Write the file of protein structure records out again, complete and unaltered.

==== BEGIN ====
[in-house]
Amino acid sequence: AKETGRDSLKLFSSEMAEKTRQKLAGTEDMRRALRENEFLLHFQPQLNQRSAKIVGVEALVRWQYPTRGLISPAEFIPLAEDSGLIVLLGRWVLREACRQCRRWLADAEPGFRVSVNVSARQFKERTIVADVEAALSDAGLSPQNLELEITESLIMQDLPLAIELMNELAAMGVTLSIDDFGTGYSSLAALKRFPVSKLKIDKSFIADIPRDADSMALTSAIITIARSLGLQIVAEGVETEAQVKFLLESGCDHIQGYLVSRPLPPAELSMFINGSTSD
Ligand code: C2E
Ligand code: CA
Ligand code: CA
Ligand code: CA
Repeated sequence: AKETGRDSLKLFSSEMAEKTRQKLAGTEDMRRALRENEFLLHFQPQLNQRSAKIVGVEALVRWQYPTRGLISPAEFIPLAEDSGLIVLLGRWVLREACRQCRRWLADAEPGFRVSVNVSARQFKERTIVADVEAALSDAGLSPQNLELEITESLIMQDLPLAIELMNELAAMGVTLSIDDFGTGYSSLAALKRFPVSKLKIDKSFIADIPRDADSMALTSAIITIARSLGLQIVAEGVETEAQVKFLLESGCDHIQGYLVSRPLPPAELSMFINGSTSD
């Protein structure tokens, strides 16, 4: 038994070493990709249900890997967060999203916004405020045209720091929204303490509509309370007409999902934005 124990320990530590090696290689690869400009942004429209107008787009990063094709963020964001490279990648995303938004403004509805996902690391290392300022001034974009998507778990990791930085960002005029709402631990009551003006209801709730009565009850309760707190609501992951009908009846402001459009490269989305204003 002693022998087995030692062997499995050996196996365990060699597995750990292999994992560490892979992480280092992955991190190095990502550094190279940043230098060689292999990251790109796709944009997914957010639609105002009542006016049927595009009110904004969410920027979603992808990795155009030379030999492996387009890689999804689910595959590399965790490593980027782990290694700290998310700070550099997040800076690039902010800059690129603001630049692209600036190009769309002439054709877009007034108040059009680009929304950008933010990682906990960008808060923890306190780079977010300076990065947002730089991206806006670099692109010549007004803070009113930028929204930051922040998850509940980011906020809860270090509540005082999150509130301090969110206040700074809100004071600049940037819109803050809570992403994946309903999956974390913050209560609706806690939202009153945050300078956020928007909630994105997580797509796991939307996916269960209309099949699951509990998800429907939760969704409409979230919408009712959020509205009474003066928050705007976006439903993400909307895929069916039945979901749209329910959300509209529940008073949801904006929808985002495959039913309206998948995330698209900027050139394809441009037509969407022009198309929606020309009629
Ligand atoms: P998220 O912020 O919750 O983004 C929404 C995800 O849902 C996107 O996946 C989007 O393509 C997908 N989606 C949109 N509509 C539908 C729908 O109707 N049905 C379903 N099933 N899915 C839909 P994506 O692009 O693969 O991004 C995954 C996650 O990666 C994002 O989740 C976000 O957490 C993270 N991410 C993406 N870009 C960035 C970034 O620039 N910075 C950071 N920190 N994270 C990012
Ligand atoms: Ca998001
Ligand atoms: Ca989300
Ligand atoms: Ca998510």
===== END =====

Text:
[in-house]
Amino acid sequence: AKETGRDSLKLFSSEMAEKTRQKLAGTEDMRRALRENEFLLHFQPQLNQRSAKIVGVEALVRWQYPTRGLISPAEFIPLAEDSGLIVLLGRWVLREACRQCRRWLADAEPGFRVSVNVSARQFKERTIVADVEAALSDAGLSPQNLELEITESLIMQDLPLAIELMNELAAMGVTLSIDDFGTGYSSLAALKRFPVSKLKIDKSFIADIPRDADSMALTSAIITIARSLGLQIVAEGVETEAQVKFLLESGCDHIQGYLVSRPLPPAELSMFINGSTSD
Ligand code: C2E
Ligand code: CA
Ligand code: CA
Ligand code: CA
Repeated sequence: AKETGRDSLKLFSSEMAEKTRQKLAGTEDMRRALRENEFLLHFQPQLNQRSAKIVGVEALVRWQYPTRGLISPAEFIPLAEDSGLIVLLGRWVLREACRQCRRWLADAEPGFRVSVNVSARQFKERTIVADVEAALSDAGLSPQNLELEITESLIMQDLPLAIELMNELAAMGVTLSIDDFGTGYSSLAALKRFPVSKLKIDKSFIADIPRDADSMALTSAIITIARSLGLQIVAEGVETEAQVKFLLESGCDHIQGYLVSRPLPPAELSMFINGSTSD
């Protein structure tokens, strides 16, 4: 038994070493990709249900890997967060999203916004405020045209720091929204303490509509309370007409999902934005 124990320990530590090696290689690869400009942004429209107008787009990063094709963020964001490279990648995303938004403004509805996902690391290392300022001034974009998507778990990791930085960002005029709402631990009551003006209801709730009565009850309760707190609501992951009908009846402001459009490269989305204003 002693022998087995030692062997499995050996196996365990060699597995750990292999994992560490892979992480280092992955991190190095990502550094190279940043230098060689292999990251790109796709944009997914957010639609105002009542006016049927595009009110904004969410920027979603992808990795155009030379030999492996387009890689999804689910595959590399965790490593980027782990290694700290998310700070550099997040800076690039902010800059690129603001630049692209600036190009769309002439054709877009007034108040059009680009929304950008933010990682906990960008808060923890306190780079977010300076990065947002730089991206806006670099692109010549007004803070009113930028929204930051922040998850509940980011906020809860270090509540005082999150509130301090969110206040700074809100004071600049940037819109803050809570992403994946309903999956974390913050209560609706806690939202009153945050300078956020928007909630994105997580797509796991939307996916269960209309099949699951509990998800429907939760969704409409979230919408009712959020509205009474003066928050705007976006439903993400909307895929069916039945979901749209329910959300509209529940008073949801904006929808985002495959039913309206998948995330698209900027050139394809441009037509969407022009198309929606020309009629
Ligand atoms: P998220 O912020 O919750 O983004 C929404 C995800 O849902 C996107 O996946 C989007 O393509 C997908 N989606 C949109 N509509 C539908 C729908 O109707 N049905 C379903 N099933 N899915 C839909 P994506 O692009 O693969 O991004 C995954 C996650 O990666 C994002 O989740 C976000 O957490 C993270 N991410 C993406 N870009 C960035 C970034 O620039 N910075 C950071 N920190 N994270 C990012
Ligand atoms: Ca998001
Ligand atoms: Ca989300
Ligand atoms: Ca998510």